New listings declined by more than 20%, which means homes are sitting on the market as prospective buyers stay on the sidelines and wait for mortgage rates and home prices to decline further from their peaks. That’s also evidenced by a slowing market: The typical home that sold was on the market for 37 days, up from a record low of 17 days in June and up from 28 days a year earlier, the biggest year-over-year slowdown on record. Just 30% of homes sold within two weeks, the lowest share since January 2020.
But Redfin’s Homebuyer Demand Index is rebounding from its low point, up 5% from a week earlier, as mortgage rates continue to decline from their early-November peak. Rates dropped to 6.33% from 6.5% a week earlier, cutting the typical U.S. homebuyer’s monthly housing bill by about $50.
“This week has been relatively calm and quiet as we approach the end of one of the most volatile years in housing history,” said Redfin Deputy Chief Economist Taylor Marr. “But it’s not over yet. Next Tuesday’s inflation report is the 500-pound gorilla in the room, and the Fed’s press conference the next day will bring us much more clarity on how soon and how quickly we can expect mortgage rates to come down in the new year. Since we expect only a small decline in prices next year, mortgage rates will dictate housing affordability, and as a result, demand and sales, in 2023. If rates continue declining, more buyers may wade back into the market, as they’ll have lower monthly payments.”
Home prices fell from a year earlier in 11 of the 50 most populous U.S. metros, mostly in California
Home-sale prices fell from a year earlier in 11 of the 50 most populous U.S. metros, six of which are in California. Prices fell 7.8% year over year in San Francisco, 3.6% in San Jose, CA, 2.2% in Los Angeles, 1.4% in Detroit, 1.2% in Sacramento and 1.1% in Pittsburgh. They declined less than 1% in Oakland, CA, Anaheim, CA, Austin, Philadelphia and Phoenix.
Although the decline was small, this marks the first time Phoenix home prices have fallen on a year-over-year basis since at least 2015, as far back as this data goes. It’s the first time Anaheim prices have fallen since October 2019.
Leading indicators of homebuying activity:
- For the week ending December 8, 30-year mortgage rates ticked down to 6.33%, the fourth straight weekly decrease. The daily average was 6.29% on December 7.
- Mortgage purchase applications during the week ending December 2 declined 3% from a week earlier, seasonally adjusted. Purchase applications were down 40% from a year earlier.
- The seasonally adjusted Redfin Homebuyer Demand Index–a measure of requests for home tours and other homebuying services from Redfin agents–was up 5% from a week earlier but down 29% from a year earlier during the four weeks ending December 4.
- Fewer people searched for “homes for sale” on Google than this time in 2021. Searches during the week ending December 3 were down about 34% from a year earlier, but up slightly from the week before.
- Touring activity as of December 4 was down 37% from the start of the year, compared to a 12% decrease at the same time last year, according to home tour technology company ShowingTime.
Key housing market takeaways for 400+ U.S. metro areas:
Unless otherwise noted, this data covers the four-week period ending December 4. Redfin’s weekly housing market data goes back through 2015.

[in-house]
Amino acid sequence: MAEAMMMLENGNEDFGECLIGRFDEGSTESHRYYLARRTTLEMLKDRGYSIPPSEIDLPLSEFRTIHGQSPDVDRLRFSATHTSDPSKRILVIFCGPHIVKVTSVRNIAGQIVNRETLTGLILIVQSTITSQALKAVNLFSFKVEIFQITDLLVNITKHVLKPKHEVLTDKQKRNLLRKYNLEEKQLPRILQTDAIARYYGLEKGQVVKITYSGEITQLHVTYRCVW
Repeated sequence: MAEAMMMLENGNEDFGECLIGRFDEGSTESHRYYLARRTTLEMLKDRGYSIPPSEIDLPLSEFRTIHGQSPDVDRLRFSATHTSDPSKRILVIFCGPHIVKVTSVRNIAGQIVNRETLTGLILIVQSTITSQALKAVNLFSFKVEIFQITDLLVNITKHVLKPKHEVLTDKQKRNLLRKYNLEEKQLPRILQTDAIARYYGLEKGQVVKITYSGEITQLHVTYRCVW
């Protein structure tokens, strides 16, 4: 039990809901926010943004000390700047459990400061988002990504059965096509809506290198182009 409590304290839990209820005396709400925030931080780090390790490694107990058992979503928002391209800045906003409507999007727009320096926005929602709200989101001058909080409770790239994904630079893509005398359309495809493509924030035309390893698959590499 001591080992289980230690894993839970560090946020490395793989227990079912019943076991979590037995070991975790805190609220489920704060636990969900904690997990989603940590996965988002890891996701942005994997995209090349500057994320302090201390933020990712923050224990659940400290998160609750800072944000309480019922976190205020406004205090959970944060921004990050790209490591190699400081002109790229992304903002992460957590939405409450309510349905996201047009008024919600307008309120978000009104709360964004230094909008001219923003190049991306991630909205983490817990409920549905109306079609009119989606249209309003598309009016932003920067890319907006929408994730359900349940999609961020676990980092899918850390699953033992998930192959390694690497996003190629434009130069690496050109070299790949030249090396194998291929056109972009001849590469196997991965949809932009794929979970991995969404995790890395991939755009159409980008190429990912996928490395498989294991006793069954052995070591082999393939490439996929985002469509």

- The median home sale price was $355,500, up slightly from the week before and up 1.9% year over year, the slowest price growth since June 2020 (with the exception of the prior four-week period).
- The median asking price of newly listed homes was $357,470, up 4.4% year over year, the slowest growth rate since May 2020.
- The monthly mortgage payment on the median-asking-price home was $2,297 at the current 6.33% mortgage rate. That’s down slightly from a week earlier and down more than $200 from a month earlier, when mortgage rates were around 7%. Still, monthly mortgage payments are up 38% from a year ago.
- Pending home sales were down 34.9% year over year, one of the largest declines since at least January 2015, as far back as this data goes.
- Among the 50 most populous U.S. metros, pending sales fell the most from a year earlier in Las Vegas (-65.4%), Austin (-60.7%), Phoenix (-56.8%), Jacksonville, FL (-55.6%) and Portland, OR (-53.5%).
- New listings of homes for sale were down 21.6% from a year earlier, the largest decline since May 2020.
- Active listings (the number of homes listed for sale at any point during the period) were up 15% from a year earlier, the biggest annual increase since at least 2015.
- Months of supply—a measure of the balance between supply and demand, calculated by dividing the number of active listings by closed sales—was 3.9 months, flat from a week earlier but up sharply from 3.4 months two weeks earlier.
- 30% of homes that went under contract had an accepted offer within the first two weeks on the market, down two percentage points from the prior four-week period and down from 38% a year earlier.
- Homes that sold were on the market for a median of 37 days, up more than a week from 28 days a year earlier and up from the record low of 17 days set in May and early June.
- 25% of homes sold above their final list price, down from 42% a year earlier and the lowest level since June 2020.
- On average, 6% of homes for sale each week had a price drop, down slightly from a week earlier and down sharply from 7.5% a month earlier. It’s up from 2.8% a year earlier.
- The average sale-to-list price ratio, which measures how close homes are selling to their final asking prices, fell to 98.4% from 100.3% a year earlier. That’s the lowest level since June 2020.
View the full report, including charts here.
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